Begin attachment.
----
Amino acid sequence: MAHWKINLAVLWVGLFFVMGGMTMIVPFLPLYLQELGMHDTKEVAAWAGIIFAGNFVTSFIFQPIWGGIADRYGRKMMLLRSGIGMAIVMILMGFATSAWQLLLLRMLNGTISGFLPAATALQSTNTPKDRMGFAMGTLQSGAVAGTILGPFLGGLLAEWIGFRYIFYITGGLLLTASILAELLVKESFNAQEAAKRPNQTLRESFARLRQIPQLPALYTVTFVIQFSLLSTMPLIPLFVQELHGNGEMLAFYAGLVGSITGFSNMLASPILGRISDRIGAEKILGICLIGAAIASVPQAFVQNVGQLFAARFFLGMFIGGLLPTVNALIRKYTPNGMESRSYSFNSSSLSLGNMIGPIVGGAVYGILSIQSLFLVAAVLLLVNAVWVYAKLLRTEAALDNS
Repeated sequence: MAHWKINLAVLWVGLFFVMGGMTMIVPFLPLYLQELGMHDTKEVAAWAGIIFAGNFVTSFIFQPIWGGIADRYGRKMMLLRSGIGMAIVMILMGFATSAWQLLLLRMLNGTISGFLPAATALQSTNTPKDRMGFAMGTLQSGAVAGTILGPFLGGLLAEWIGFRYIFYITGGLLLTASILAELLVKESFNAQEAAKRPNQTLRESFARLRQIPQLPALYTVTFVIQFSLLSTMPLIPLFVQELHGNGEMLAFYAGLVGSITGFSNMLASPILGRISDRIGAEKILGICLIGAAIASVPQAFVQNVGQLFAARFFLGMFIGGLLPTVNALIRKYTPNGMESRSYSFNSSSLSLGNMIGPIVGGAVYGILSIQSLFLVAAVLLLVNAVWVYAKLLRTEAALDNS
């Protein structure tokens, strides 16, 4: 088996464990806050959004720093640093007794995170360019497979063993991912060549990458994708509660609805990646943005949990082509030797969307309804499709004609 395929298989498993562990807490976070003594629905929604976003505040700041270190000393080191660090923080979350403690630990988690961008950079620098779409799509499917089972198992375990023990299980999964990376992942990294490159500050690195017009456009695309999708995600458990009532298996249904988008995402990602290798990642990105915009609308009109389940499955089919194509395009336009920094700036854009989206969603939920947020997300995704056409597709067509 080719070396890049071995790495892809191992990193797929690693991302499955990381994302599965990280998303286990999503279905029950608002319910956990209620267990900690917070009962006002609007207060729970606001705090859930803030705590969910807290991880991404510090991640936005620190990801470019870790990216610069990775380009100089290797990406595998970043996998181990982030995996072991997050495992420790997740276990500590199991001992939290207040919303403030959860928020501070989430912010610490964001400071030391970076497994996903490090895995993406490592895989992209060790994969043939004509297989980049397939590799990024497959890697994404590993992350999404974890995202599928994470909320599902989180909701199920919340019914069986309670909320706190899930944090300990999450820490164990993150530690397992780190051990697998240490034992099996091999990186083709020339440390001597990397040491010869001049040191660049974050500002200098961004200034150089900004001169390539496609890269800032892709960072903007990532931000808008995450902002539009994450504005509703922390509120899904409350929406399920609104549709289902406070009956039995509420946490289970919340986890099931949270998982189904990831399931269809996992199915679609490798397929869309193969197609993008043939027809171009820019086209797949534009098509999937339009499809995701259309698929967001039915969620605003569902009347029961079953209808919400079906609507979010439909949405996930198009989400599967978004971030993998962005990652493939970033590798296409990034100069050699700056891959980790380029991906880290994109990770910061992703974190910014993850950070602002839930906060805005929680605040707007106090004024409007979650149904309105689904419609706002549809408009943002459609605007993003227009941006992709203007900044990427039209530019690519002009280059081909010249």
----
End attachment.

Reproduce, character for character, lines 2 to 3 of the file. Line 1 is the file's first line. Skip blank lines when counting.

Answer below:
Repeated sequence: MAHWKINLAVLWVGLFFVMGGMTMIVPFLPLYLQELGMHDTKEVAAWAGIIFAGNFVTSFIFQPIWGGIADRYGRKMMLLRSGIGMAIVMILMGFATSAWQLLLLRMLNGTISGFLPAATALQSTNTPKDRMGFAMGTLQSGAVAGTILGPFLGGLLAEWIGFRYIFYITGGLLLTASILAELLVKESFNAQEAAKRPNQTLRESFARLRQIPQLPALYTVTFVIQFSLLSTMPLIPLFVQELHGNGEMLAFYAGLVGSITGFSNMLASPILGRISDRIGAEKILGICLIGAAIASVPQAFVQNVGQLFAARFFLGMFIGGLLPTVNALIRKYTPNGMESRSYSFNSSSLSLGNMIGPIVGGAVYGILSIQSLFLVAAVLLLVNAVWVYAKLLRTEAALDNS
């Protein structure tokens, strides 16, 4: 088996464990806050959004720093640093007794995170360019497979063993991912060549990458994708509660609805990646943005949990082509030797969307309804499709004609 395929298989498993562990807490976070003594629905929604976003505040700041270190000393080191660090923080979350403690630990988690961008950079620098779409799509499917089972198992375990023990299980999964990376992942990294490159500050690195017009456009695309999708995600458990009532298996249904988008995402990602290798990642990105915009609308009109389940499955089919194509395009336009920094700036854009989206969603939920947020997300995704056409597709067509 080719070396890049071995790495892809191992990193797929690693991302499955990381994302599965990280998303286990999503279905029950608002319910956990209620267990900690917070009962006002609007207060729970606001705090859930803030705590969910807290991880991404510090991640936005620190990801470019870790990216610069990775380009100089290797990406595998970043996998181990982030995996072991997050495992420790997740276990500590199991001992939290207040919303403030959860928020501070989430912010610490964001400071030391970076497994996903490090895995993406490592895989992209060790994969043939004509297989980049397939590799990024497959890697994404590993992350999404974890995202599928994470909320599902989180909701199920919340019914069986309670909320706190899930944090300990999450820490164990993150530690397992780190051990697998240490034992099996091999990186083709020339440390001597990397040491010869001049040191660049974050500002200098961004200034150089900004001169390539496609890269800032892709960072903007990532931000808008995450902002539009994450504005509703922390509120899904409350929406399920609104549709289902406070009956039995509420946490289970919340986890099931949270998982189904990831399931269809996992199915679609490798397929869309193969197609993008043939027809171009820019086209797949534009098509999937339009499809995701259309698929967001039915969620605003569902009347029961079953209808919400079906609507979010439909949405996930198009989400599967978004971030993998962005990652493939970033590798296409990034100069050699700056891959980790380029991906880290994109990770910061992703974190910014993850950070602002839930906060805005929680605040707007106090004024409007979650149904309105689904419609706002549809408009943002459609605007993003227009941006992709203007900044990427039209530019690519002009280059081909010249």